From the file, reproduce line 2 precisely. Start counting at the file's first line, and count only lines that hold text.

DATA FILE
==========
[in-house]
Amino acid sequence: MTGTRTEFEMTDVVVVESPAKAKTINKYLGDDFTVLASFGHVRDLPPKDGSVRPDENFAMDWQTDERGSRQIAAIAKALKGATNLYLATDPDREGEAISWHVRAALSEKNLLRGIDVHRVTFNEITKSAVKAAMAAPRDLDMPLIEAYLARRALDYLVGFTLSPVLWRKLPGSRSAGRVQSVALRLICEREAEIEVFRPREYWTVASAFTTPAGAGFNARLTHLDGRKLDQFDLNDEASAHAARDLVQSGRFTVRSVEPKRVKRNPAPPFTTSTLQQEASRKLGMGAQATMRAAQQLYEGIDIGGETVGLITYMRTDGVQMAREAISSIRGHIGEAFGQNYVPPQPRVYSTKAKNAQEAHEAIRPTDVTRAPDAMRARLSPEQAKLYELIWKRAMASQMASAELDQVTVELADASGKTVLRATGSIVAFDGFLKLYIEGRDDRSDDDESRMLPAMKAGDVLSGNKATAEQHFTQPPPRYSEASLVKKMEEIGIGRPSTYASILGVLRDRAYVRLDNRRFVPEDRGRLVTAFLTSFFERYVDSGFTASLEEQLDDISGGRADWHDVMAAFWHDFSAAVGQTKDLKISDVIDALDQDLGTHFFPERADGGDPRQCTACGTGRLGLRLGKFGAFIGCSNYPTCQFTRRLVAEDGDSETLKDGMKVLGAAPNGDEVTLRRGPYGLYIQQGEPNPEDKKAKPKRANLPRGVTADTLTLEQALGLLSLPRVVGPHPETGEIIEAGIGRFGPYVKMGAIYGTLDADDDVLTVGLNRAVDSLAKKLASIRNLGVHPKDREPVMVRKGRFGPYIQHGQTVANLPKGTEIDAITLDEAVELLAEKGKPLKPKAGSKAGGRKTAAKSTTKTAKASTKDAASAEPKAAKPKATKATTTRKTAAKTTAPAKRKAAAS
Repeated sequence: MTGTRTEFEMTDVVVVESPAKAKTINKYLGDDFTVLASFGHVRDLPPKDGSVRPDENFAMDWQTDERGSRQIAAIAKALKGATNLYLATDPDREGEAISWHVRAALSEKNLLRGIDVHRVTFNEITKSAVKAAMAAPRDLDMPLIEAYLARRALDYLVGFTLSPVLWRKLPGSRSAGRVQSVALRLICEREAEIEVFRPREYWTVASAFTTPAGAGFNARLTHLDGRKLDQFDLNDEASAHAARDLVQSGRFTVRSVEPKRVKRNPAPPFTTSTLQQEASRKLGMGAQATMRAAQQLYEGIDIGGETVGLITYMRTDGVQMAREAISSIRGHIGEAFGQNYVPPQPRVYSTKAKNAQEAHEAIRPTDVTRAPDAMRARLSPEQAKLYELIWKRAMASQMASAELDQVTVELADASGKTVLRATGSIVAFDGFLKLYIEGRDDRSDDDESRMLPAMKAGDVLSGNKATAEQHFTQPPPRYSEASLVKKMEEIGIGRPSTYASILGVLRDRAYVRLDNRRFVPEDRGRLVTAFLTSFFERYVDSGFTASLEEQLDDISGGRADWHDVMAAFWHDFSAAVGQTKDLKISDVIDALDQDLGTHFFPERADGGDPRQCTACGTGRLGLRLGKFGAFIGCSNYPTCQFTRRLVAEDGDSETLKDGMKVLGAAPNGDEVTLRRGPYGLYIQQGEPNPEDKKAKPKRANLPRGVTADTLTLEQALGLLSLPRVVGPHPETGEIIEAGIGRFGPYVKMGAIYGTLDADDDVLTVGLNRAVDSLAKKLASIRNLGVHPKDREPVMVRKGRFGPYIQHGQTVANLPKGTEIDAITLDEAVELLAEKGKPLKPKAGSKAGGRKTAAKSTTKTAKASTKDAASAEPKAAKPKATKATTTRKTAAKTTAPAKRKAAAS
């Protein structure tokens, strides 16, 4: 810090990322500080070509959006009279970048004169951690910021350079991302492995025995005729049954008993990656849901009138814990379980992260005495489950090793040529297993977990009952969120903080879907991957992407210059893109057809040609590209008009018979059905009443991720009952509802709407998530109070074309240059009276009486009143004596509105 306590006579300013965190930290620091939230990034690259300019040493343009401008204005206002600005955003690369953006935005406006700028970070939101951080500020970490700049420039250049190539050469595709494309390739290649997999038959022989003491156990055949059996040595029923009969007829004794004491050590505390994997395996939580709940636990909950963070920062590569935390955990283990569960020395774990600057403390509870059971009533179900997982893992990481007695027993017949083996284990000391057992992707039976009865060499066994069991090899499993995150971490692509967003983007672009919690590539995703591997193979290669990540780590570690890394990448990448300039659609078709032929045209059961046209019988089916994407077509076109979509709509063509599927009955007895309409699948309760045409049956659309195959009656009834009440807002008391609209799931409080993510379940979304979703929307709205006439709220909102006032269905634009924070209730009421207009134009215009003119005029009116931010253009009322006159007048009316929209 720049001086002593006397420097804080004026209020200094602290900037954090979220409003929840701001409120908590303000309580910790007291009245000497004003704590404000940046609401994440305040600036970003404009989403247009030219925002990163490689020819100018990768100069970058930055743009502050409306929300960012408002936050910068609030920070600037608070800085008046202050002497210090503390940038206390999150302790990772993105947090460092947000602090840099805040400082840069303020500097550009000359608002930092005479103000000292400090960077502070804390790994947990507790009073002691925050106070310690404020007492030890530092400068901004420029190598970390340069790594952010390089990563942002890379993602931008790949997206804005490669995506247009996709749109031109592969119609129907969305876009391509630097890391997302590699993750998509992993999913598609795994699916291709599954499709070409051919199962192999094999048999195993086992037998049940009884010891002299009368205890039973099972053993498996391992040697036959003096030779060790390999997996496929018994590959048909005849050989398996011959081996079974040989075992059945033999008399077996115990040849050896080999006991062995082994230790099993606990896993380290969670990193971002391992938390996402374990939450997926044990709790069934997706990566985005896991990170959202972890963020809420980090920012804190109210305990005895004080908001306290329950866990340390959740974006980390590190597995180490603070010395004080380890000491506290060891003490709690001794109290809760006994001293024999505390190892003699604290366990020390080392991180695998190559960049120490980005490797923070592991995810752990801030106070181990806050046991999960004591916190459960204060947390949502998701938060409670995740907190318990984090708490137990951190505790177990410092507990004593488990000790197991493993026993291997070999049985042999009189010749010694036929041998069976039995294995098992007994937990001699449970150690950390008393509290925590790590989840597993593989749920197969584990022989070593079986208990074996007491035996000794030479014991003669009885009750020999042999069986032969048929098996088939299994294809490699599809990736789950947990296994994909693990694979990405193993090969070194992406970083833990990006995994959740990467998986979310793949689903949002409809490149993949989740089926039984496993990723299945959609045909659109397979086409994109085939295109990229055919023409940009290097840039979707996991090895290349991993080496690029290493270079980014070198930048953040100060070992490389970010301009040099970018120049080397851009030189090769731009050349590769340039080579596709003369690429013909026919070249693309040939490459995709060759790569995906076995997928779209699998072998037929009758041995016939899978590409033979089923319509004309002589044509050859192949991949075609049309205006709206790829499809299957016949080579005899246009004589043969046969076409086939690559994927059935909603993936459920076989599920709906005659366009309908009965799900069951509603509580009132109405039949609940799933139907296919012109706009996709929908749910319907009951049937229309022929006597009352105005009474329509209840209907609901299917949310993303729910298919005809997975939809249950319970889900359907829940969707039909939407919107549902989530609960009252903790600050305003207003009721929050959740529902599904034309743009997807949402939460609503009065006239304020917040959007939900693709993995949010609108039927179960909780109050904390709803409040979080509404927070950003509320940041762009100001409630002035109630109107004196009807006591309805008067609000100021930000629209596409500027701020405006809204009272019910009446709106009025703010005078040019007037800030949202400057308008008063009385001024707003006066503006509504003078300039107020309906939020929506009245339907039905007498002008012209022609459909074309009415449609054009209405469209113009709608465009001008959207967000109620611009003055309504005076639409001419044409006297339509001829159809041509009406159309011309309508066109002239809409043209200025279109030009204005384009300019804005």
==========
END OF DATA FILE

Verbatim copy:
Amino acid sequence: MTGTRTEFEMTDVVVVESPAKAKTINKYLGDDFTVLASFGHVRDLPPKDGSVRPDENFAMDWQTDERGSRQIAAIAKALKGATNLYLATDPDREGEAISWHVRAALSEKNLLRGIDVHRVTFNEITKSAVKAAMAAPRDLDMPLIEAYLARRALDYLVGFTLSPVLWRKLPGSRSAGRVQSVALRLICEREAEIEVFRPREYWTVASAFTTPAGAGFNARLTHLDGRKLDQFDLNDEASAHAARDLVQSGRFTVRSVEPKRVKRNPAPPFTTSTLQQEASRKLGMGAQATMRAAQQLYEGIDIGGETVGLITYMRTDGVQMAREAISSIRGHIGEAFGQNYVPPQPRVYSTKAKNAQEAHEAIRPTDVTRAPDAMRARLSPEQAKLYELIWKRAMASQMASAELDQVTVELADASGKTVLRATGSIVAFDGFLKLYIEGRDDRSDDDESRMLPAMKAGDVLSGNKATAEQHFTQPPPRYSEASLVKKMEEIGIGRPSTYASILGVLRDRAYVRLDNRRFVPEDRGRLVTAFLTSFFERYVDSGFTASLEEQLDDISGGRADWHDVMAAFWHDFSAAVGQTKDLKISDVIDALDQDLGTHFFPERADGGDPRQCTACGTGRLGLRLGKFGAFIGCSNYPTCQFTRRLVAEDGDSETLKDGMKVLGAAPNGDEVTLRRGPYGLYIQQGEPNPEDKKAKPKRANLPRGVTADTLTLEQALGLLSLPRVVGPHPETGEIIEAGIGRFGPYVKMGAIYGTLDADDDVLTVGLNRAVDSLAKKLASIRNLGVHPKDREPVMVRKGRFGPYIQHGQTVANLPKGTEIDAITLDEAVELLAEKGKPLKPKAGSKAGGRKTAAKSTTKTAKASTKDAASAEPKAAKPKATKATTTRKTAAKTTAPAKRKAAAS